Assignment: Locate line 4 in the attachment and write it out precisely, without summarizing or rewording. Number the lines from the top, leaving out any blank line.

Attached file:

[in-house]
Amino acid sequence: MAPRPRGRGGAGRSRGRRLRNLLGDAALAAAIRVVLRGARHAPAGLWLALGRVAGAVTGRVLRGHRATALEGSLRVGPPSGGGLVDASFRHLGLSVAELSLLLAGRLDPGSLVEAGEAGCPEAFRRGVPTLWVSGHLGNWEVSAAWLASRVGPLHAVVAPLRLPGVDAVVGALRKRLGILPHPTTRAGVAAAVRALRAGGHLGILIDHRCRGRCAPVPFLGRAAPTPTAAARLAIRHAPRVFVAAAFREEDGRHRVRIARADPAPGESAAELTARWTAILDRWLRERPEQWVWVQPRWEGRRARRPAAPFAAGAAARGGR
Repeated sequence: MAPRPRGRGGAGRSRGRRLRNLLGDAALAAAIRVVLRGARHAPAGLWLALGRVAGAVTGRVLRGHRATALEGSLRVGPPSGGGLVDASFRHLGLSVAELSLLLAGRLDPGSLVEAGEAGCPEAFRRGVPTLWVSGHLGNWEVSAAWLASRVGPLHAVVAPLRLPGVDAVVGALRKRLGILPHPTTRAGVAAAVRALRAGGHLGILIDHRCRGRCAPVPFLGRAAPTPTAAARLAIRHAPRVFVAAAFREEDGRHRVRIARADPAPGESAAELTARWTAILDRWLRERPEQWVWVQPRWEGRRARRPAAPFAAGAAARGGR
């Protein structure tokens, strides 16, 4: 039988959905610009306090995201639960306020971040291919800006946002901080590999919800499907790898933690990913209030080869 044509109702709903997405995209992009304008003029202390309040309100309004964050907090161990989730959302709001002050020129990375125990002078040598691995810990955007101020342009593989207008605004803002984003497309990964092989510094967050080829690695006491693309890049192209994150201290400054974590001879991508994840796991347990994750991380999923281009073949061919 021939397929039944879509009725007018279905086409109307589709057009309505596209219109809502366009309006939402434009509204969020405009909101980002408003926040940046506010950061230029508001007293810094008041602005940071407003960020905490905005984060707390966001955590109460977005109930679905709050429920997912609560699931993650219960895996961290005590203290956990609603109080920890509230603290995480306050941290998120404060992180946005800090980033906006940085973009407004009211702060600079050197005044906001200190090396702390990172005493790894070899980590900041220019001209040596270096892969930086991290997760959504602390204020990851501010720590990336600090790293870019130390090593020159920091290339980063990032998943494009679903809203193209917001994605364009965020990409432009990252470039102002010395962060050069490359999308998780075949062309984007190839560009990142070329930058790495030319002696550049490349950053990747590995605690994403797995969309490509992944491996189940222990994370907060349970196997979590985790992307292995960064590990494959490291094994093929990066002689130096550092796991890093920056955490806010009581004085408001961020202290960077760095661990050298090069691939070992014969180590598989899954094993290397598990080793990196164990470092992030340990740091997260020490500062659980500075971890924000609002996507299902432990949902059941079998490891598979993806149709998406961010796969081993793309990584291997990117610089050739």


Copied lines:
């Protein structure tokens, strides 16, 4: 039988959905610009306090995201639960306020971040291919800006946002901080590999919800499907790898933690990913209030080869 044509109702709903997405995209992009304008003029202390309040309100309004964050907090161990989730959302709001002050020129990375125990002078040598691995810990955007101020342009593989207008605004803002984003497309990964092989510094967050080829690695006491693309890049192209994150201290400054974590001879991508994840796991347990994750991380999923281009073949061919 021939397929039944879509009725007018279905086409109307589709057009309505596209219109809502366009309006939402434009509204969020405009909101980002408003926040940046506010950061230029508001007293810094008041602005940071407003960020905490905005984060707390966001955590109460977005109930679905709050429920997912609560699931993650219960895996961290005590203290956990609603109080920890509230603290995480306050941290998120404060992180946005800090980033906006940085973009407004009211702060600079050197005044906001200190090396702390990172005493790894070899980590900041220019001209040596270096892969930086991290997760959504602390204020990851501010720590990336600090790293870019130390090593020159920091290339980063990032998943494009679903809203193209917001994605364009965020990409432009990252470039102002010395962060050069490359999308998780075949062309984007190839560009990142070329930058790495030319002696550049490349950053990747590995605690994403797995969309490509992944491996189940222990994370907060349970196997979590985790992307292995960064590990494959490291094994093929990066002689130096550092796991890093920056955490806010009581004085408001961020202290960077760095661990050298090069691939070992014969180590598989899954094993290397598990080793990196164990470092992030340990740091997260020490500062659980500075971890924000609002996507299902432990949902059941079998490891598979993806149709998406961010796969081993793309990584291997990117610089050739």